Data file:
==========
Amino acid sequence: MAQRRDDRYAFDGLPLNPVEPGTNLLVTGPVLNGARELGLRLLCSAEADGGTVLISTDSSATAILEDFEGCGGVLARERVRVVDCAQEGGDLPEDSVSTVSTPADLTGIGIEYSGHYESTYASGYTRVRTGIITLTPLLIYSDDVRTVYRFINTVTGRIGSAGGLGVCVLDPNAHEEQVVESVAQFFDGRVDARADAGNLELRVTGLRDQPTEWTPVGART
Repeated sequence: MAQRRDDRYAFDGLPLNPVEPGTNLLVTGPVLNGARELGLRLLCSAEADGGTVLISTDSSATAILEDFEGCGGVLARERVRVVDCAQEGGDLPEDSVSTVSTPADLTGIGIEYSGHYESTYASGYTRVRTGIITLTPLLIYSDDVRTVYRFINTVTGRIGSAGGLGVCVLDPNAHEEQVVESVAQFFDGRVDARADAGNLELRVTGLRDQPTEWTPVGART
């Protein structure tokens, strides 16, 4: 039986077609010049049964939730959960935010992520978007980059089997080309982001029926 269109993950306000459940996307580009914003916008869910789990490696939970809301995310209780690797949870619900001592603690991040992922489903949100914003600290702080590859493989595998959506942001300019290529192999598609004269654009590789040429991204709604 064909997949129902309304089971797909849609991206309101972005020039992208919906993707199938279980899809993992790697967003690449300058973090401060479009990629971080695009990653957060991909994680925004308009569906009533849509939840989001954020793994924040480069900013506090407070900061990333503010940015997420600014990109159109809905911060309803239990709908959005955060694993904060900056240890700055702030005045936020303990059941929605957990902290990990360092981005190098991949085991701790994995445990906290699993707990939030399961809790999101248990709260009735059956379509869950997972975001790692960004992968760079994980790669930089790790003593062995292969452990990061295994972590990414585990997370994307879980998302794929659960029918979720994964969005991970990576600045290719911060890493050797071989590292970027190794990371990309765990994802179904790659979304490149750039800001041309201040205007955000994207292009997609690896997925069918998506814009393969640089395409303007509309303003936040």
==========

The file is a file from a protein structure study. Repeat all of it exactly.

Amino acid sequence: MAQRRDDRYAFDGLPLNPVEPGTNLLVTGPVLNGARELGLRLLCSAEADGGTVLISTDSSATAILEDFEGCGGVLARERVRVVDCAQEGGDLPEDSVSTVSTPADLTGIGIEYSGHYESTYASGYTRVRTGIITLTPLLIYSDDVRTVYRFINTVTGRIGSAGGLGVCVLDPNAHEEQVVESVAQFFDGRVDARADAGNLELRVTGLRDQPTEWTPVGART
Repeated sequence: MAQRRDDRYAFDGLPLNPVEPGTNLLVTGPVLNGARELGLRLLCSAEADGGTVLISTDSSATAILEDFEGCGGVLARERVRVVDCAQEGGDLPEDSVSTVSTPADLTGIGIEYSGHYESTYASGYTRVRTGIITLTPLLIYSDDVRTVYRFINTVTGRIGSAGGLGVCVLDPNAHEEQVVESVAQFFDGRVDARADAGNLELRVTGLRDQPTEWTPVGART
């Protein structure tokens, strides 16, 4: 039986077609010049049964939730959960935010992520978007980059089997080309982001029926 269109993950306000459940996307580009914003916008869910789990490696939970809301995310209780690797949870619900001592603690991040992922489903949100914003600290702080590859493989595998959506942001300019290529192999598609004269654009590789040429991204709604 064909997949129902309304089971797909849609991206309101972005020039992208919906993707199938279980899809993992790697967003690449300058973090401060479009990629971080695009990653957060991909994680925004308009569906009533849509939840989001954020793994924040480069900013506090407070900061990333503010940015997420600014990109159109809905911060309803239990709908959005955060694993904060900056240890700055702030005045936020303990059941929605957990902290990990360092981005190098991949085991701790994995445990906290699993707990939030399961809790999101248990709260009735059956379509869950997972975001790692960004992968760079994980790669930089790790003593062995292969452990990061295994972590990414585990997370994307879980998302794929659960029918979720994964969005991970990576600045290719911060890493050797071989590292970027190794990371990309765990994802179904790659979304490149750039800001041309201040205007955000994207292009997609690896997925069918998506814009393969640089395409303007509309303003936040």